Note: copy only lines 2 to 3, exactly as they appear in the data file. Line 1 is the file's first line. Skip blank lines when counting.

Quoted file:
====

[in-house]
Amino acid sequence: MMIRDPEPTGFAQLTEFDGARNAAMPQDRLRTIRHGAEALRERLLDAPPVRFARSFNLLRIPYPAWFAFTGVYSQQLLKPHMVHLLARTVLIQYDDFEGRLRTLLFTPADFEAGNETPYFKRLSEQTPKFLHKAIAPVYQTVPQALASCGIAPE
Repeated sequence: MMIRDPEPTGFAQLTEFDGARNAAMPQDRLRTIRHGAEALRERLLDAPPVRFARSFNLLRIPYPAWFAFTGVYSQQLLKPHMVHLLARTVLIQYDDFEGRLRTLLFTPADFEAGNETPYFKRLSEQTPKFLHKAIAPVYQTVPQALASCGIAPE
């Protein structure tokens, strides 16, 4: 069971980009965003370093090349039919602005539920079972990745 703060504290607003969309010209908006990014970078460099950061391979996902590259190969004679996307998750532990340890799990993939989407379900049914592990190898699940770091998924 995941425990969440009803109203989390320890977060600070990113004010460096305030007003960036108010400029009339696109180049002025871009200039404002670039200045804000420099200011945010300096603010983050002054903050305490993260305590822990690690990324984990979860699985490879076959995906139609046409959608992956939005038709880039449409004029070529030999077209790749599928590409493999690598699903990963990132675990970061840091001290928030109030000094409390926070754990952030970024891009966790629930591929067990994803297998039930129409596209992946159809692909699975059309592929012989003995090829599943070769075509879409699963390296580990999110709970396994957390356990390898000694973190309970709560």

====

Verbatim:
Amino acid sequence: MMIRDPEPTGFAQLTEFDGARNAAMPQDRLRTIRHGAEALRERLLDAPPVRFARSFNLLRIPYPAWFAFTGVYSQQLLKPHMVHLLARTVLIQYDDFEGRLRTLLFTPADFEAGNETPYFKRLSEQTPKFLHKAIAPVYQTVPQALASCGIAPE
Repeated sequence: MMIRDPEPTGFAQLTEFDGARNAAMPQDRLRTIRHGAEALRERLLDAPPVRFARSFNLLRIPYPAWFAFTGVYSQQLLKPHMVHLLARTVLIQYDDFEGRLRTLLFTPADFEAGNETPYFKRLSEQTPKFLHKAIAPVYQTVPQALASCGIAPE